CHI papers serve unique and vital purposes within the HCI community. Their ability to serve these purposes is of particular concern to authors, audiences (both attendees at conference sessions and readers of proceedings) and reviewers. However, these stakeholders rarely have an opportunity to state their concerns and influence how they are addressed. This SIG will offer such an opportunity. It has been organized by members of the CHI Papers Support Team, who will lead discussions of major issues. The outcome will be a set of recommended further actions by the Support Team and future papers co-chairs.

© All rights reserved Newman et al. and/or ACM Press

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Dumas, Joseph S., Molich, Rolf and Jeffries, Robin (2004): Describing usability problems: are we sending the right message?. In Interactions, 11 (4) pp. 24-29.

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Jeffries, Robin (2000): Commentary. In Interactions, 7 (2) pp. 28-34.

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Tauber, Michael J., Bellotti, Victoria, Jeffries, Robin, Mackinlay, Jock D. and Nielsen, Jakob (eds.) Proceedings of the ACM CHI 96 Human Factors in Computing Systems Conference April 14-18, 1996, Vancouver, Canada.

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Berlin, Lucy M., Jeffries, Robin, O'Day, Vicky L., Paepcke, Andreas and Wharton, Cathleen (1993): WHERE Did You Put It? Issues in the Design and Use of a Group Memory. In: Ashlund, Stacey, Mullet, Kevin, Henderson, Austin, Hollnagel, Erik and White, Ted (eds.) Proceedings of the ACM CHI 93 Human Factors in Computing Systems Conference April 24-29, 1993, Amsterdam, The Netherlands. pp. 23-30.

Collaborating teams of knowledge workers need a common repository in which to share information gathered by individuals or developed by the team. This is difficult to achieve in practice, because individual information access strategies break down with group information -- people can generally find things that are on their own messy desks and file systems, but not on other people's. The design challenge in a group memory is thus to enable low-effort information sharing without reducing individuals' finding effectiveness. This paper presents the lessons from our design and initial use of a hypertext-based group memory, TeamInfo. We expose the serious cognitive obstacles to a shared information structure, discuss the uses and benefits we have experienced, address the effects of technology limitations, and highlight some unexpected social and work impacts of our group memory.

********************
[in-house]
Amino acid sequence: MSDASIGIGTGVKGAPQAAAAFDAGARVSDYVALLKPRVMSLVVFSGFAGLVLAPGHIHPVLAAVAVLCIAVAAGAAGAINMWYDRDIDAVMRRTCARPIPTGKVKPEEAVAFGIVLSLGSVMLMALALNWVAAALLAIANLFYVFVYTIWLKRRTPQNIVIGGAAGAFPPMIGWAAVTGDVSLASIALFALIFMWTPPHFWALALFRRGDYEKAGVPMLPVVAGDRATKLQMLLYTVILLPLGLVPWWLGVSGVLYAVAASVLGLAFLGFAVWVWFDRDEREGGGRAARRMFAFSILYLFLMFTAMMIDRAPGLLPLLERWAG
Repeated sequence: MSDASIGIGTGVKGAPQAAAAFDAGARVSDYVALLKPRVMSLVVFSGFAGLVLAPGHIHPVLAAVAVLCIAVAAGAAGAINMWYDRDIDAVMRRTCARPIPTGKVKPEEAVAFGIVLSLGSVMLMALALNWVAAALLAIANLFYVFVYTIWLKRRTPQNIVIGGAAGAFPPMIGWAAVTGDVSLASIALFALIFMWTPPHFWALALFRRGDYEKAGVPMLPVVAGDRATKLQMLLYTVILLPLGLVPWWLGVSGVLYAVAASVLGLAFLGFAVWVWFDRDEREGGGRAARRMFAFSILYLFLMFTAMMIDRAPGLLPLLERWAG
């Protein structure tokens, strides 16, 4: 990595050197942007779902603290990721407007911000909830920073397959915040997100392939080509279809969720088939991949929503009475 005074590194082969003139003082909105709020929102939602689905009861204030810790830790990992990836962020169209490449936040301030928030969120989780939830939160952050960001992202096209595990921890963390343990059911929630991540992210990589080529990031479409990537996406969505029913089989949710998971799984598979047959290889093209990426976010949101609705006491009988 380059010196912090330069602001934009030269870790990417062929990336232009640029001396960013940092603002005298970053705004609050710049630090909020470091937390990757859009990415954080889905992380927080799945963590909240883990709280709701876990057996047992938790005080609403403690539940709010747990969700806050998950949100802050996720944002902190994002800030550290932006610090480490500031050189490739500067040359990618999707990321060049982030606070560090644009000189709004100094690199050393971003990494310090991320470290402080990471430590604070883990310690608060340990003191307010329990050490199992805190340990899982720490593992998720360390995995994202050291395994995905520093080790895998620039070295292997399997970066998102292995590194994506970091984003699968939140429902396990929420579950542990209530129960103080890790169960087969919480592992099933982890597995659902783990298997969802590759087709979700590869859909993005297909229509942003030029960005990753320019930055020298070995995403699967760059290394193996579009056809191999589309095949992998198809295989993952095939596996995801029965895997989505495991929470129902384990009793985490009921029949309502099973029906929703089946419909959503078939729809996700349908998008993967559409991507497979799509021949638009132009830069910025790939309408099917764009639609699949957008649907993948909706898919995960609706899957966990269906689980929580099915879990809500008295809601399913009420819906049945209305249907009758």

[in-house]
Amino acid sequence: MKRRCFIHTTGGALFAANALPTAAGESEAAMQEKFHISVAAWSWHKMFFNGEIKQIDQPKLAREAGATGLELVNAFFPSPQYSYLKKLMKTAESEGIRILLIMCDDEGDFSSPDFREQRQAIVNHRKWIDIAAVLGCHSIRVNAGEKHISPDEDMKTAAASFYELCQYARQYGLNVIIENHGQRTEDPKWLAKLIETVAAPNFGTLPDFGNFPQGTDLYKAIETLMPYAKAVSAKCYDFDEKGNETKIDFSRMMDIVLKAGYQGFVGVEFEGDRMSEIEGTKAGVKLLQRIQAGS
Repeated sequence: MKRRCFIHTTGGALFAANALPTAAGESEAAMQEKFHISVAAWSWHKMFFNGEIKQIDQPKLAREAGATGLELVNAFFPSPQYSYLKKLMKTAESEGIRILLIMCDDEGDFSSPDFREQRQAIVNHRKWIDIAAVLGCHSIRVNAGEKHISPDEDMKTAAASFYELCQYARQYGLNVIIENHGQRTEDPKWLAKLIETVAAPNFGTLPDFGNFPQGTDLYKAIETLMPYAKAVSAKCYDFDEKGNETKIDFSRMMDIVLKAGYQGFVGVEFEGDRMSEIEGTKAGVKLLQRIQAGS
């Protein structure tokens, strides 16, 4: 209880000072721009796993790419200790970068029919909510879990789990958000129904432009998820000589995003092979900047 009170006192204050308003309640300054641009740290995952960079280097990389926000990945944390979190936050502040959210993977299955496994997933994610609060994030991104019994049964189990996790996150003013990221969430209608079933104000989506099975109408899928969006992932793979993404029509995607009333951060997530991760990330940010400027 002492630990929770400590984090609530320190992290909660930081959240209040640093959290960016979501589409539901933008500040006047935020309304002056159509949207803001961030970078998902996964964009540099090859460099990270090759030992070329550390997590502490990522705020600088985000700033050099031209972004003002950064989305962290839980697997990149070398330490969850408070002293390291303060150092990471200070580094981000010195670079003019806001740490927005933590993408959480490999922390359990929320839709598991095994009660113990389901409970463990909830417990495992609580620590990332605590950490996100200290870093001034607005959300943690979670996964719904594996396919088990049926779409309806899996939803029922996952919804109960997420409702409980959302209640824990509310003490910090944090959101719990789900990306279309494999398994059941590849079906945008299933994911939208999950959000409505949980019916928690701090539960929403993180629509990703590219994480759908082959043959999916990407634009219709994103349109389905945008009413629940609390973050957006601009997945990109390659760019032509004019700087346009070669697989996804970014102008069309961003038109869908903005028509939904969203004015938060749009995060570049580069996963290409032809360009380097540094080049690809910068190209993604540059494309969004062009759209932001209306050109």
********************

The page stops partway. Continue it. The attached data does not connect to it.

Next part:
© All rights reserved Berlin et al. and/or ACM Press

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O'Day, Vicky L. and Jeffries, Robin (1993): Information Artisans: Patterns of Result Sharing by Information Searchers. In: Kaplan, Simon M. (ed.) Proceedings of the ACM Conference on Organizational Computing Systems 1993 November 1-4, 1993, Milpitas, California, USA. pp. 98-107.

We studied the uses of information search results by regular clients of professional intermediaries. We found that all of the participants in our study acted as intermediaries themselves, sharing information they had received from library searches with others in their work settings. There were four basic models of sharing: updating team members, consulting, broadcasting, and putting information into a shared archive. In many sharing scenarios, the library clients acted as information artisans, creating new artifacts by transforming and enhancing their search results before passing them on. When possible, the library clients delivered their new information artifacts in collaborative settings, to ensure that recipients understood and could apply the results and to allow opportunities for follow-up search requests. These observations suggest that new functionality is needed for information search systems, to support the analysis, manipulation, and packaging of search results, and collaborative information delivery with intertwined communication and information components.

© All rights reserved O'Day and and/or ACM Press

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Wharton, Cathleen, Bradford, Janice, Jeffries, Robin and Franzke, Marita (1992): Applying Cognitive Walkthroughs to More Complex User Interfaces: Experiences, Issues, and Recommendations. In: Bauersfeld, Penny, Bennett, John and Lynch, Gene (eds.) Proceedings of the ACM CHI 92 Human Factors in Computing Systems Conference June 3-7, 1992, Monterey, California. pp. 381-388.

The Cognitive Walkthrough methodology was developed in an effort to bring cognitive theory closer to practice; to enhance the design and evaluation of user interfaces in industrial settings. For the first time, small teams of professional developers have used this method to critique three complex software systems. In this paper we report evidence about how the methodology worked for these evaluations. We focus on five core issues: (1) task selection, coverage, and evaluation, (2) the process of doing a Cognitive Walkthrough, (3) requisite knowledge for the evaluators, (4) group walkthroughs, and (5) the interpretation of results. Our findings show that many variables can affect the success of the technique; we believe that if the Cognitive Walkthrough is ultimately to be successful in industrial settings, the method must be refined and augmented in a variety of ways.